2008

COMPLETED YP PROJECTS FOR 2008

Project Name: 2008 YP Orientation Workshop on Social Housing
Theme: “Building Sustainable Communities in the Resettlement Sites of Albay Province, Bicol”
YP workshop in BicolDate: January 21-25, 2008
Location: Legaspi City and Municipality of Daraga, Albay Province
Partner organization/s: COPE (Community Organization of the Philippines Enterprise) Foundation, Inc.
Funding: PHILSSA (Partnership of Philippine Support Service Agencies, Inc.); SELAVIP (Latin American, African and Asian Low-Income Housing Service); MISEREOR (German Catholic Bishops’ Organization for Development Cooperation)
Project Output:
Twenty-five (25) participants joined the five-day workshop, including graduates and students from Bicol University Department of Architecture and Aquinas University Polytechnic Institute. They were joined by representatives from Bicol Urban Poor Coordinating Council (BUPCC) and community associations in the COPE-sponsored housing areas in Anislag Phase 2 and Taysan resettlement sites.


Project Name: 2008 YP Summer Internship
Date: April to June 2008
Location: Metro Manila, Philippines
Interns: Emma Ruth Ramos; Carla Jean Duque; Lloyd Ison; Jenny Bore
YP summer interns 2008Funding: SELAVIP (Latin American, African and Asian Low-Income Housing Service)
Project Output:
The 2008 YP interns were able to assist in the following TAO projects:
- Research Paper on Good Practices in Community-Based Solid Waste Management in Metro Manila;
- Structures Map Validation for SANAGMANA Resettlement Project;
- Validation of Research on Land Acquisition, Registration, Surveying and Titling in Metro Manila; and
- Research Paper on Land Acquisition among Urban Poor Communities: A Case Study of Payatas and Malibay.


Project Name: 2008 YP Lecture Series
Date: March 3, 2008
Venue: Mapua Institute of Technology – School of Architecture, Industrial Design and the Built Environment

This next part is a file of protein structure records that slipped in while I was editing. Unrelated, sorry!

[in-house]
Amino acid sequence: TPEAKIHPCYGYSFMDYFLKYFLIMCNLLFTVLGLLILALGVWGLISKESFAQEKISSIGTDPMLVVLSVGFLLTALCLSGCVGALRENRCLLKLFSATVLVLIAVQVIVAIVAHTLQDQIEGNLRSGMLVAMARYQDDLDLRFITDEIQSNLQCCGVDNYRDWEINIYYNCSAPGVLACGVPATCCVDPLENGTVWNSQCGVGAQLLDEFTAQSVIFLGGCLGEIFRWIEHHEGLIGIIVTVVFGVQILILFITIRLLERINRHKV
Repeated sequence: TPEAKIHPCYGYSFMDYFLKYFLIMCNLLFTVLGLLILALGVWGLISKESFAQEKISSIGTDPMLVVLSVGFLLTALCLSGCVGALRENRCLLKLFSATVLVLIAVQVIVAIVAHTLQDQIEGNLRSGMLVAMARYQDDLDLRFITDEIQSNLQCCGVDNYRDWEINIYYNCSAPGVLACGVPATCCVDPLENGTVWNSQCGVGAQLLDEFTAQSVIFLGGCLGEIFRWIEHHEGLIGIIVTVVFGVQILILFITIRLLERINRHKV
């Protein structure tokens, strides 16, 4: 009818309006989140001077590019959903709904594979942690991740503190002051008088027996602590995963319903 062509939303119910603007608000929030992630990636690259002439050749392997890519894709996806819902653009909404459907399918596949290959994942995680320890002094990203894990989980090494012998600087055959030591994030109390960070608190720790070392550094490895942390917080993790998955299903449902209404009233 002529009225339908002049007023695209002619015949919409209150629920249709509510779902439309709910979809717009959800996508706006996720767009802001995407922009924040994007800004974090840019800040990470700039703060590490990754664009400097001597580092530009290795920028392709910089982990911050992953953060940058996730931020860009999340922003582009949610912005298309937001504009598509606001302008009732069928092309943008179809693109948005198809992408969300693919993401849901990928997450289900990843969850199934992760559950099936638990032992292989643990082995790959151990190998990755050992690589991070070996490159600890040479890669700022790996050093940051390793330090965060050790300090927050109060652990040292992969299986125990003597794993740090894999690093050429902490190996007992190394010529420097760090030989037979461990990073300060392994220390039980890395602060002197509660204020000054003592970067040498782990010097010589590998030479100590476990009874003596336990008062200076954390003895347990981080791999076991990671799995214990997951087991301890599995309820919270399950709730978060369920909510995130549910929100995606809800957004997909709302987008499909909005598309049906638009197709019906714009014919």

Lecturers:
- Fr. Jorge Anzorena, SELAVIP
- Engr. Rosalyn-Frances Marcelo, TAO-Pilipinas


Project Name: Structures Mapping of FHP-sponsored community in Rodriguez, Rizal
Date: September 2008
Location: Barangays Tibag and Curayao, Rodriguez, Rizal
End client: Food for the Hungry Philippines
YP UST ACES volunteersUST-ACES (University of Santo Tomas – Association of Civil Engineering Students)
Project Context and Objectives:
Fourth and fifth-year BS Civil Engineering students of University of Sto. Tomas answered the call for volunteers to help in mapping out 16 houses in a creek-side location in Rodriguez, Rizal. The houses are part of an informal settlement and were damaged by Typhoon Frank last June 2008. Food for the Hungry (FH) Philippines is sponsoring the house repair for these households and TAO-Pilipinas has been tasked to provide technical assistance in the design of modular and demountable units appropriate for the area.
Project Output:
The UST-ACES volunteer group conducted the structures mapping on September 15 and they presented their work outputs, including schemes for house repair and improvements, to TAO and FHP on October 1, 2008. They also plan to volunteer in the actual construction work for the houses to be repaired by November 2008.


Project Name: Integrating Disaster Risk Management in Site Planning and House Design of Resettlement Projects in Albay, Bicolwidth=
Date: November 2007 to April 2009
Study Area: Taysan Resettlement Site in Legaspi City and Anislag Resettlement Site Phase 2 in Daraga, Albay
Funding: ProVention Consortium Research & Action Grants for Disaster Risk Reduction 2007-2008 Round III
Project Objective:
The research looked into the recovery efforts taking place in Albay resettlement sites and studied the technical aspects of disaster-resilient shelter design and construction in the context of Albay’s vulnerability to typhoon and volcanic hazards. The research output can serve as a guide for stakeholders in developing relocation sites into more disaster-resilient areas for human settlement. It proposes methods and practices to help avoid generating new risks from unchecked construction practices and prevent creating inappropriately-planned resettlement sites and unsafe houses that add to the vulnerability of poor communities.